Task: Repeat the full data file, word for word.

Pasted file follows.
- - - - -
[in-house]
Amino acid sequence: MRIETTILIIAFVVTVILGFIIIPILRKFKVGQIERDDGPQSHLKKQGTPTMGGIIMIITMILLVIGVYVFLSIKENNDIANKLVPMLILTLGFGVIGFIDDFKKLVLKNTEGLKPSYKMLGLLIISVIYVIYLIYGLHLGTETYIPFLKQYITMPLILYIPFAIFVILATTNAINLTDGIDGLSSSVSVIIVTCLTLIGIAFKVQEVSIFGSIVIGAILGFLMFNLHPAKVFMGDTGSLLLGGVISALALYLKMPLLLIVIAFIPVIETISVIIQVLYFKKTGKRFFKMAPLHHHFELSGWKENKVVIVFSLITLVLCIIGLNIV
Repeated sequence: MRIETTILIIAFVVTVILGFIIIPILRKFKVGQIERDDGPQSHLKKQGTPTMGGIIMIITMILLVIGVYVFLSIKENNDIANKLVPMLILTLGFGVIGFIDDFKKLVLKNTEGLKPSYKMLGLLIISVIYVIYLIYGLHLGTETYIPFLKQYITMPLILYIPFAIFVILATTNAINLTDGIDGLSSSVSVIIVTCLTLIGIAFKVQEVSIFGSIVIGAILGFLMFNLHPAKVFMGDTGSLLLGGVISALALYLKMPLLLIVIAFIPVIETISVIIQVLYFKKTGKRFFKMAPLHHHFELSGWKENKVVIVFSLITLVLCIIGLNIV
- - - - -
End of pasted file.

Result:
[in-house]
Amino acid sequence: MRIETTILIIAFVVTVILGFIIIPILRKFKVGQIERDDGPQSHLKKQGTPTMGGIIMIITMILLVIGVYVFLSIKENNDIANKLVPMLILTLGFGVIGFIDDFKKLVLKNTEGLKPSYKMLGLLIISVIYVIYLIYGLHLGTETYIPFLKQYITMPLILYIPFAIFVILATTNAINLTDGIDGLSSSVSVIIVTCLTLIGIAFKVQEVSIFGSIVIGAILGFLMFNLHPAKVFMGDTGSLLLGGVISALALYLKMPLLLIVIAFIPVIETISVIIQVLYFKKTGKRFFKMAPLHHHFELSGWKENKVVIVFSLITLVLCIIGLNIV
Repeated sequence: MRIETTILIIAFVVTVILGFIIIPILRKFKVGQIERDDGPQSHLKKQGTPTMGGIIMIITMILLVIGVYVFLSIKENNDIANKLVPMLILTLGFGVIGFIDDFKKLVLKNTEGLKPSYKMLGLLIISVIYVIYLIYGLHLGTETYIPFLKQYITMPLILYIPFAIFVILATTNAINLTDGIDGLSSSVSVIIVTCLTLIGIAFKVQEVSIFGSIVIGAILGFLMFNLHPAKVFMGDTGSLLLGGVISALALYLKMPLLLIVIAFIPVIETISVIIQVLYFKKTGKRFFKMAPLHHHFELSGWKENKVVIVFSLITLVLCIIGLNIV